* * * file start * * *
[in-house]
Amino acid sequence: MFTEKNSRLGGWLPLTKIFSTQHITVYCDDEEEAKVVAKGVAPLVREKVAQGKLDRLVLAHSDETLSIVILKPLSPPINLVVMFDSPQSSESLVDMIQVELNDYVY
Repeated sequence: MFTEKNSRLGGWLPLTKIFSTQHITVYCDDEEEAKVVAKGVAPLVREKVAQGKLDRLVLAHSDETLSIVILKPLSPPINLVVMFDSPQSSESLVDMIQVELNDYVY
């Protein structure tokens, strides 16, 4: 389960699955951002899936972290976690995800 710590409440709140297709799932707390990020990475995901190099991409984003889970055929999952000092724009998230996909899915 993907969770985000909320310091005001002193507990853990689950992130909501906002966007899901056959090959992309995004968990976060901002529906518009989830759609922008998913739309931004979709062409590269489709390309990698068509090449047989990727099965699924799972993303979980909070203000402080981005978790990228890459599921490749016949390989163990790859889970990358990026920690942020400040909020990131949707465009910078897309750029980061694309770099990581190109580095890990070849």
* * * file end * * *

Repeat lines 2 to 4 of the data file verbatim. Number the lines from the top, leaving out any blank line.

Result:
Amino acid sequence: MFTEKNSRLGGWLPLTKIFSTQHITVYCDDEEEAKVVAKGVAPLVREKVAQGKLDRLVLAHSDETLSIVILKPLSPPINLVVMFDSPQSSESLVDMIQVELNDYVY
Repeated sequence: MFTEKNSRLGGWLPLTKIFSTQHITVYCDDEEEAKVVAKGVAPLVREKVAQGKLDRLVLAHSDETLSIVILKPLSPPINLVVMFDSPQSSESLVDMIQVELNDYVY
């Protein structure tokens, strides 16, 4: 389960699955951002899936972290976690995800 710590409440709140297709799932707390990020990475995901190099991409984003889970055929999952000092724009998230996909899915 993907969770985000909320310091005001002193507990853990689950992130909501906002966007899901056959090959992309995004968990976060901002529906518009989830759609922008998913739309931004979709062409590269489709390309990698068509090449047989990727099965699924799972993303979980909070203000402080981005978790990228890459599921490749016949390989163990790859889970990358990026920690942020400040909020990131949707465009910078897309750029980061694309770099990581190109580095890990070849």